Newton famously attributed his scientific achievements to the fact that he stood “on the shoulders of giants”. As in science, so it is in art. The Swiss sculptor, Alberto Giacometti (1901 – 1966) is famed for his crusty statutes of elongated figures which look as if they had not eaten for weeks. Despite their emaciated appearance, these figures not only became a signature of Giacometti’s postwar artistic style but also an enduring icon of modern art.
While it is widely known that Giacometti was highly influenced by Surrealists such as Joan Miro and Max Ernst, the roots of his “thin figures” go back in time to the Etruscans, a civilization which dominated Central Italy between 900 BC and the establishment of the Roman Empire in 27 BC. A cultured, artistic and pleasure-loving people, Etruscan culture enthralled the world when archaeological digs revealed their treasure troves of richly frescoed tombs, Greek-inspired painted vases, exquisite jewelry and sculpture of metal and stone. One sculpture in particular left a strong impression on Giacometti when he saw it in the early 1960s in a museum in Volterra, near Pisa.
Layers of history in Volterra, Tuscancy, in Central Italy. Seen here are remains of a Roman theatre, Etruscan city walls and medieval houses.
The sculpture in question is an elongated bronze votive figure known as “The Shadow of the Evening”, so named probably because it evokes the shadow of a person cast at dusk. “Shadow” dates back to around 300 BC, a world away from that of Giacometti. Yet when seen side by side with his famous thin figures, their resemblance to “Shadow” is striking.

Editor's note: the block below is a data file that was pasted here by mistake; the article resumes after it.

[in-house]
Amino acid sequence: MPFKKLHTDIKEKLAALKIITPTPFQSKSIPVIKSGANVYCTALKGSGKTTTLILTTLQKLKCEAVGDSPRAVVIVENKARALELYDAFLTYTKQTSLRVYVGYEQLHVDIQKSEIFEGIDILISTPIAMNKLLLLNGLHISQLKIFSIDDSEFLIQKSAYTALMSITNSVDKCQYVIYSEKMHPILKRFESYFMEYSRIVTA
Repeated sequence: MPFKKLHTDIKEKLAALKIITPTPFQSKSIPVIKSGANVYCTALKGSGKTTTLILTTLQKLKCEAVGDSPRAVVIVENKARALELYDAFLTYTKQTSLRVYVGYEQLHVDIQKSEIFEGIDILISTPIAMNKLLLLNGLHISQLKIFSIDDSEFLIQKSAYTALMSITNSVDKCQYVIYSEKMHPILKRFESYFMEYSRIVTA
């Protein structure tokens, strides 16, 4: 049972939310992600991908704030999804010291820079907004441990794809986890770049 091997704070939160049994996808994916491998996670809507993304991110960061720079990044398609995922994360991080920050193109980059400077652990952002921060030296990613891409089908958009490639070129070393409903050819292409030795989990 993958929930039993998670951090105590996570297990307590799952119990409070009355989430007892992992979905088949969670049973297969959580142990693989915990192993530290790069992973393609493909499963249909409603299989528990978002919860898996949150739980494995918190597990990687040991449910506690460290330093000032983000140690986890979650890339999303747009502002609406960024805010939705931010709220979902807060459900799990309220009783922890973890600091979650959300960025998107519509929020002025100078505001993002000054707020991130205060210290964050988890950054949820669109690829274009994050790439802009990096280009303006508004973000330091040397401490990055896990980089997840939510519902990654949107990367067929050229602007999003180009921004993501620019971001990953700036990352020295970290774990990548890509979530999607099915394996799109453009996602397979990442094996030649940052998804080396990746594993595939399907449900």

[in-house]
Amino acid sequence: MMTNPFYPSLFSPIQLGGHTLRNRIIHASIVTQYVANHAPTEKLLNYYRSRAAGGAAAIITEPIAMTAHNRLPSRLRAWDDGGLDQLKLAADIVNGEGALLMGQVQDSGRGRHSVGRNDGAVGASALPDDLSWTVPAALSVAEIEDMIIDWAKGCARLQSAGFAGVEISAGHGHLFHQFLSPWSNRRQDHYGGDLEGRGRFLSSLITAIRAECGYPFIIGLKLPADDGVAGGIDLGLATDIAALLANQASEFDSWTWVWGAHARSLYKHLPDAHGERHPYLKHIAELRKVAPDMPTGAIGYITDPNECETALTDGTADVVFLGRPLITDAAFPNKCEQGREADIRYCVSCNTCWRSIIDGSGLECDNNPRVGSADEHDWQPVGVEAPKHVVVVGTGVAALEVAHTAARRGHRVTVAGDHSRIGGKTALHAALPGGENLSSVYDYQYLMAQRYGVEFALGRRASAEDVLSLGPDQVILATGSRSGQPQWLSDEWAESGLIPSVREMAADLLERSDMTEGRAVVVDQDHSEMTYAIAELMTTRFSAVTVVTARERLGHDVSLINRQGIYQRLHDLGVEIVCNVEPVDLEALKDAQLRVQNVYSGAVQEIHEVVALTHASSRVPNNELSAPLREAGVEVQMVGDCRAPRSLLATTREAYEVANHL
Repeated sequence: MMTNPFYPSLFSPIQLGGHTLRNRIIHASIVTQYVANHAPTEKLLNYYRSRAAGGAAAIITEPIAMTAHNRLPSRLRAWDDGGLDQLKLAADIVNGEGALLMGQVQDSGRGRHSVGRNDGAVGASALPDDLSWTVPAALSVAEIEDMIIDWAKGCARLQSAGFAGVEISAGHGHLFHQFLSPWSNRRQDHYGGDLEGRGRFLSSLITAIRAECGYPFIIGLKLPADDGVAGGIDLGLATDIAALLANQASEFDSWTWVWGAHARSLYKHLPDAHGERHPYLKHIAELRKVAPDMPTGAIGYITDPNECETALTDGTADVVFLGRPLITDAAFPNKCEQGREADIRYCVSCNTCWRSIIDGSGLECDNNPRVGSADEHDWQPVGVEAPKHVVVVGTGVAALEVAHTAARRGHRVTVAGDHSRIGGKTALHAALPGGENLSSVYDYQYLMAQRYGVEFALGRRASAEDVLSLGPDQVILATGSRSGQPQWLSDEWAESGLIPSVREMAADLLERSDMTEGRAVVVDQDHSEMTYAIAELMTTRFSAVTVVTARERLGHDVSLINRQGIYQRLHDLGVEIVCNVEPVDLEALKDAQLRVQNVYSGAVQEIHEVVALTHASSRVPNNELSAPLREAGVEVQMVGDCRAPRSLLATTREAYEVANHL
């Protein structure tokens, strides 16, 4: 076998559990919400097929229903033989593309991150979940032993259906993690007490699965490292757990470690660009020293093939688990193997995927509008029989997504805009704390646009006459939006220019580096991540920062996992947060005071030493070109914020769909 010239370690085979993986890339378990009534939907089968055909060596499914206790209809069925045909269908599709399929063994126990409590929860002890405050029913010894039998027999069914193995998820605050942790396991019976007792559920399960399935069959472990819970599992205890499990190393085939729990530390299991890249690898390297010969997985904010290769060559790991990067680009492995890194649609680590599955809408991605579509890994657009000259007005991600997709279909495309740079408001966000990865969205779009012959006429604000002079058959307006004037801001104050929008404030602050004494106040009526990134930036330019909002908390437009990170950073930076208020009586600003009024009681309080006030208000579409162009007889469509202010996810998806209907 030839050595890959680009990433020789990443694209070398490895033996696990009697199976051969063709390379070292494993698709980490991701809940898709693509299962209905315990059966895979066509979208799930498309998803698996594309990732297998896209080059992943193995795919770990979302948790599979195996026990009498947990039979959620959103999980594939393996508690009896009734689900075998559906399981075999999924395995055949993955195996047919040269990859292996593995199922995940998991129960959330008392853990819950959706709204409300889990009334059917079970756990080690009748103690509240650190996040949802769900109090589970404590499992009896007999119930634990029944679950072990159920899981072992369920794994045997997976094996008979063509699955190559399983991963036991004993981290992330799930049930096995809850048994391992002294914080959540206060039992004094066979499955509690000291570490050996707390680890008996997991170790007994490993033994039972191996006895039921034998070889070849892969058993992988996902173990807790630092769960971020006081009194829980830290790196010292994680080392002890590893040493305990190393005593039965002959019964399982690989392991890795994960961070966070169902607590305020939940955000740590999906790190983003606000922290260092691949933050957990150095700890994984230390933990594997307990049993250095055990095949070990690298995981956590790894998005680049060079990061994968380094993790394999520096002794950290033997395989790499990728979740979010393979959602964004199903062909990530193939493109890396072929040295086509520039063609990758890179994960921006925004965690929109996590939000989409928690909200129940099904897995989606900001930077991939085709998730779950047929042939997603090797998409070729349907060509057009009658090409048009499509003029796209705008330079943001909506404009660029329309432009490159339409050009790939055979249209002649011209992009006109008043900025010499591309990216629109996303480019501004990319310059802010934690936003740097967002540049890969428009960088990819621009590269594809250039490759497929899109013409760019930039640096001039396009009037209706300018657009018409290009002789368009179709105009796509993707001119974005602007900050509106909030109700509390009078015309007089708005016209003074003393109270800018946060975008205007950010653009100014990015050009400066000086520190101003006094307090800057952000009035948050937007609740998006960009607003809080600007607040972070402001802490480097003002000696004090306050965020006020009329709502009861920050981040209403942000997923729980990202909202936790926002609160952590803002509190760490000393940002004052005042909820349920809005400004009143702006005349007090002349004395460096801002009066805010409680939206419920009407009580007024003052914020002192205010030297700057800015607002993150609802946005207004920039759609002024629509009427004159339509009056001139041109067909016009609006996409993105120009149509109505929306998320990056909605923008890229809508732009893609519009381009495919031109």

Ombra della sera (“Shadow of the Evening), Etruscan bronze, 3rd century BC, Museo Etrusco Guernacci, Volterra, Tuscany, Italy.
But there are also notable differences between “Shadow” and Giacometti’s figures. “Shadow” wears a weak smile and originally has a smooth bronze patina from head to toe. By contrast, Giacometti’s figures are solemn and show crusty, almost peeling layers of “skin”, giving them a distinctly melancholic appearance.
Why such sadness? Perhaps here, art imitates life; Giacometti was known for his austere monatic lifestyle (he never left his Paris studio in rue Hippolyte-Maindron which he occupied from 1926 until his death in 1966 despite being able to afford more salubrious housing).
But there is another, most positive side to his art. For Giacometti, men and women are emblems of human endurance rather than weakness or despair. While vicissitudes of life may grind on their psyche like the reworked, texture surfaces of his sculptures, each time, they emerge from the brink, beleaguered but unbowed, or to borrow that famous phrase from Bond, “shaken but not stirred”. It is this rugged, indomitable spirit of hope that counter-intuitively shapes Giacometti’s life – and that of his art.
For more examples of Giacometti’s art, visit the website of the Fondation Giacometti.